Brian McTear is probably best known as a producer, working with such indie acts as Mazarin, Matt Pond PA, and Danielson; but he’s long been active as a performer and songwriter as well, including a significant stint in the 1990s with the band Mariner Nine. In 2002, McTear started Bitter Bitter Weeks as a primarily solo project, releasing CDs in 2003 and 2004. On Peace is Burning like a River, their third outing, McTear fleshes out Bitter Bitter Weeks into a full, if somewhat ad hoc, band, enlisting the help of a number of musicians with busy careers of their own: keyboardists Jesse Gallagher (Apollo Sunshine) and Brian Christinzio (BC Camplight), bassist Mike Fleming (the A-sides), and drummer Ric Menck (Velvet Crush, the Novenas).
McTear has a singularly lovely high tenor, but he enlists a number of guest vocalists on the CD as well, including romantic partner and Novena front woman Amy Morrissey and Mazarin’s Quentin Stoltzfus. Morrisey is quite a multi-talented collaborator: she plays keyboards with the touring version of the band, assists in production duties, and contributed the album’s artwork. A nice touch on McTear’s part: In the CD’s liner notes, he lists various other projects of BBW bandmates as “recommended listening”.
Peace is Burning like a River doesn’t abandon the alt-country aesthetic of Bitter Bitter Weeks’ previous efforts; rather, it integrates this into a broader sonic palette that encompasses indie rock, flashes of experimentation, and tunes that smack of honest to goodness pop accessibility. The most noteworthy departure is the ubiquitously full sound of the band at work. While one may miss some of the vulnerability and appealing sparseness of McTear’s previous “solo” outings as BBW, the new group has already coalesced into a powerful and oftentimes affecting entity. What’s more, McTear has kept the full group context in mind when composing his songs, crafting works which “sing” effectively with this bolstered complement. An example of this evolution is the CD’s title track, which begins with McTear’s voice and guitar alone, but unfolds into a spacious sing along coda; the chorused voices during this finale add a gravity which makes the song truly special.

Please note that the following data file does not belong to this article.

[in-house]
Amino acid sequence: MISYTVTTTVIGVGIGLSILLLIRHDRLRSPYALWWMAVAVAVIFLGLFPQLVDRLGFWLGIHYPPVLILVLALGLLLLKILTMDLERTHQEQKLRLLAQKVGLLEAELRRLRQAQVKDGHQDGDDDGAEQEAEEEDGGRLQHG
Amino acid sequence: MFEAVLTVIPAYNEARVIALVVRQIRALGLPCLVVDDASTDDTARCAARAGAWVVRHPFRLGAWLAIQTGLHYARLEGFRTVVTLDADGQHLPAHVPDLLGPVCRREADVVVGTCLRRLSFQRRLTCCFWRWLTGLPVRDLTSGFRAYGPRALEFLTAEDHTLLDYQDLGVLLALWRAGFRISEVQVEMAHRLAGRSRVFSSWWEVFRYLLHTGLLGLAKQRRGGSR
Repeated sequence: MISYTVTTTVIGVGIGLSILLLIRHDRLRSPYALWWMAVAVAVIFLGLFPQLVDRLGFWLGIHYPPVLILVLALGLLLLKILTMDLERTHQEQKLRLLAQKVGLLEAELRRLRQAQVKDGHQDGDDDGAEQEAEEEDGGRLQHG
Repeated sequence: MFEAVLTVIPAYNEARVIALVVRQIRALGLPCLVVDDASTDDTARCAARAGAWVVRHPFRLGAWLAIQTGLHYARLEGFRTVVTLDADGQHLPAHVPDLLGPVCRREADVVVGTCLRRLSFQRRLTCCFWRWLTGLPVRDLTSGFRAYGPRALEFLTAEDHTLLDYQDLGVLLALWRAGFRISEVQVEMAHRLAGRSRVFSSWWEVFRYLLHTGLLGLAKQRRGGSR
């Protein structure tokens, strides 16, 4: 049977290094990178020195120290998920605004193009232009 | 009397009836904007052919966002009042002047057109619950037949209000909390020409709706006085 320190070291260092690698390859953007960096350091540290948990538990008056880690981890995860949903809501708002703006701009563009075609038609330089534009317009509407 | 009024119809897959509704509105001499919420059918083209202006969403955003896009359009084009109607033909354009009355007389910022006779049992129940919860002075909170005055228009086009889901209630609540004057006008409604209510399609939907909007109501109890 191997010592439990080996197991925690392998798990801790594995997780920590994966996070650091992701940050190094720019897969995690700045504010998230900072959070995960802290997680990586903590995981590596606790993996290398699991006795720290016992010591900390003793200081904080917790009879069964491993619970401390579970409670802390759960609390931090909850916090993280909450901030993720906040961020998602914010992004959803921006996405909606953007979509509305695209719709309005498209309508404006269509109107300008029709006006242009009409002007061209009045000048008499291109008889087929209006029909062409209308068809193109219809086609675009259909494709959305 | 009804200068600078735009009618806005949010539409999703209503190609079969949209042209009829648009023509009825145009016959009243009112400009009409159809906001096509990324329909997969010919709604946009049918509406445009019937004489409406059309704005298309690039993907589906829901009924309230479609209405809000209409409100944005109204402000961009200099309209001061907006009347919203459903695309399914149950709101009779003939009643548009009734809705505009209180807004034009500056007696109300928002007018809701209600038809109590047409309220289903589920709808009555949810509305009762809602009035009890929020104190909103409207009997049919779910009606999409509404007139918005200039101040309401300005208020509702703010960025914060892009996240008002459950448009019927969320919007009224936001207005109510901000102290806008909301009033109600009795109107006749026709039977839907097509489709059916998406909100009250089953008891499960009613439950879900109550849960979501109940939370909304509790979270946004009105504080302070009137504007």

Elsewhere, the band is less delicate in their ministrations. “Once and for All” is, at least musically speaking, a jubilant, sunshine-filled slice of jangle pop. Here, as elsewhere, McTear’s lyrics are enigmatic and oblique, cast in an ambiguous humor often at odds with the uptempo demeanor of the music. Similarly, “Lion has his Pride”, one of the CD’s standout tracks, pairs soaring melodies with a tragic yet defiant down-and-out tale. Many of the lyrics address dismay at the world’s current state of affairs and anxiety about what might happen next. For example, the first verse of “Terrified”: “I’ve never been so terrified / Sweetheat what harms will come about in our time? / The good men believe they’ve done no crimes / And the bad men all think God’s still on their side”. Once again, this sobering sentiment is paired with almost defiantly catchy music: a resilient rhythm guitar chugs out a riff reminiscent of “Proud Mary”, which accompanies cooing duet vocals replete with “la la las”. While some of these juxtapositions of disparate demeanors create some delicious contrasts, I’m particularly fond of the passages in which McTear allows the music to go sideways as well—such as the off-kilter keyboard experiments on “Oxbow Lake Syndrome”, which feature Ivesian discords and deliberately “out-of-time” interruptions.
Bitter Bitter Weeks’ new personnel are enthusiastic in their support, expanding McTear’s creative vision rather than diluting it. One looks forward to seeing how the project, having found its footing in this larger incarnation on Peace is Burning like a River, will develop from here. Incidentally, the band, with the help of filmmaker Jon Michals, has made a video for each song on the album, all of which are available for viewing at peaceburninglikeariver.com.